Most strategies for developing virus-resistant transgenic cells and animals are based on the concept of virus-derived resistance, in which dysfunctional virus-derived products are expressed to interfere with the pathogenic process of the virus in transgenic cells or animals. However, these viral protein targeting approaches are limited because they only target specific viruses and are susceptible to viral mutations.
A new paper describes a novel strategy that targets the viral genome rather than virus gene products to generate virus-resistant transgenic cells and animals. A synthetic mini antibody (3D8 scFv), which has both DNase and RNase activities, was expressed in HeLa cells and transgenic mice. The authours found that the transgenic cells and mice acquired complete resistance to two DNA viruses and showed delayed onset of disease symptoms.
The antiviral effects against DNA viruses demonstrated in this study were caused by (1) DNase activity of the antibody in the nucleus, which inhibited DNA replication or RNA transcription and (2) antibody RNase activity in the cytoplasm, which blocked protein translation. This strategy might allow control of a broad spectrum of viruses, including viruses uncharacterized at the molecular level, regardless of their genome type or variations in gene products.
A Nucleic-Acid Hydrolyzing Single Chain Antibody Confers Resistance to DNA Virus Infection in HeLa Cells and C57BL/6 Mice. (2014) PLOS Pathog 10(6): e1004208. doi:10.1371/journal.ppat.1004208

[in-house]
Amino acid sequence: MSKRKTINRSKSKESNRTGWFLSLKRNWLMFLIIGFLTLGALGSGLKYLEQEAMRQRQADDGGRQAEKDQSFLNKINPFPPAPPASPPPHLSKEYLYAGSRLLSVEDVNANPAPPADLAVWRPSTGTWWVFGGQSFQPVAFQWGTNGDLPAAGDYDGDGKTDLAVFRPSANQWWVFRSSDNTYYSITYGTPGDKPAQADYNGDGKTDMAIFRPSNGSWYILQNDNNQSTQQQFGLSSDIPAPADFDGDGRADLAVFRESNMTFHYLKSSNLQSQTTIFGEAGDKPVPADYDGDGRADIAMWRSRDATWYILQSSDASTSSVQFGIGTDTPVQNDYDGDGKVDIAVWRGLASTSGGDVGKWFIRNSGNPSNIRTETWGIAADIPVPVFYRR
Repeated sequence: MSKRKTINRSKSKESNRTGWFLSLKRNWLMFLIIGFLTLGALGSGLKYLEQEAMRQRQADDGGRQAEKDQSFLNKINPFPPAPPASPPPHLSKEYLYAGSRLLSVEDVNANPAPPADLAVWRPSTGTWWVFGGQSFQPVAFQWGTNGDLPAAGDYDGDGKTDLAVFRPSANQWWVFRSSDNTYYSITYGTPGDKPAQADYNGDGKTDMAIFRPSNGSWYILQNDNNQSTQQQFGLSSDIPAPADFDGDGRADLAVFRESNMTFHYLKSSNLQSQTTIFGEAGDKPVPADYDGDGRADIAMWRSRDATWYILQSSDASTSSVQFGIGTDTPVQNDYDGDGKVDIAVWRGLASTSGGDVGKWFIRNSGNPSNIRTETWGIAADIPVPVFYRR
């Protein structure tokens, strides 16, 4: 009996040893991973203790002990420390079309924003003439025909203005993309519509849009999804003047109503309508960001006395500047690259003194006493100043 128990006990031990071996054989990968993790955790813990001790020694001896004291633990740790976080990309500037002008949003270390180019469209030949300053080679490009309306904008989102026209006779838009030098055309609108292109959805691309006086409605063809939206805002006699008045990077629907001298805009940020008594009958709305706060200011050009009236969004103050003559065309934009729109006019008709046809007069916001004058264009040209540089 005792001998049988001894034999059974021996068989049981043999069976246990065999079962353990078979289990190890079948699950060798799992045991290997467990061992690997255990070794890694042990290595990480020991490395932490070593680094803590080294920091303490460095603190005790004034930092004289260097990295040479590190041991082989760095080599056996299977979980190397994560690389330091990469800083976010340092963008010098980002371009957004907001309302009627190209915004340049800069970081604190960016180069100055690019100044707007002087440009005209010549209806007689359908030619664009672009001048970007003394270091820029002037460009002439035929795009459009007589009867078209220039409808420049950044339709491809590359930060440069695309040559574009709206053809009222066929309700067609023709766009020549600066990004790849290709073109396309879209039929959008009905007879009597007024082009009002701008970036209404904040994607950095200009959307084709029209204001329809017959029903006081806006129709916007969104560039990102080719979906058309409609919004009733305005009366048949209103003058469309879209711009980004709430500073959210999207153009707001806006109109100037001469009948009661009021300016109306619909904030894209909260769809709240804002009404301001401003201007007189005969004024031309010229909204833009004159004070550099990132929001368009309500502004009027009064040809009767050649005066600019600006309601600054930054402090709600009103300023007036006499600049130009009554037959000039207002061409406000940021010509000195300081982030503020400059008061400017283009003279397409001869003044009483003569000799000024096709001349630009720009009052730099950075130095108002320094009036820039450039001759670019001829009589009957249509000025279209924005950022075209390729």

Viral protein neutralizing antibodies have been developed but they are limited only to the targeted virus and are often susceptible to antigenic drift. Here, we present an alternative strategy for creating virus-resistant cells and animals by ectopic expression of a nucleic acid hydrolyzing catalytic 3D8 single chain variable fragment (scFv), which has both DNase and RNase activities. HeLa cells (SCH7072) expressing 3D8 scFv acquired significant resistance to DNA viruses. Virus challenging with Herpes simplex virus (HSV) in 3D8 scFv transgenic cells and fluorescence resonance energy transfer (FRET) assay based on direct DNA cleavage analysis revealed that the induced resistance in HeLa cells was acquired by the nucleic acid hydrolyzing catalytic activity of 3D8 scFv. In addition, pseudorabies virus (PRV) infection in WT C57BL/6 mice was lethal, whereas transgenic mice (STG90) that expressed high levels of 3D8 scFv mRNA in liver, muscle, and brain showed a 56% survival rate 5 days after PRV intramuscular infection. The antiviral effects against DNA viruses conferred by 3D8 scFv expression in HeLa cells as well as an in vivo mouse system can be attributed to the nuclease activity that inhibits viral genome DNA replication in the nucleus and/or viral mRNA translation in the cytoplasm. Our results demonstrate that the nucleic-acid hydrolyzing activity of 3D8 scFv confers viral resistance to DNA viruses in vitro in HeLa cells and in an in vivo mouse system.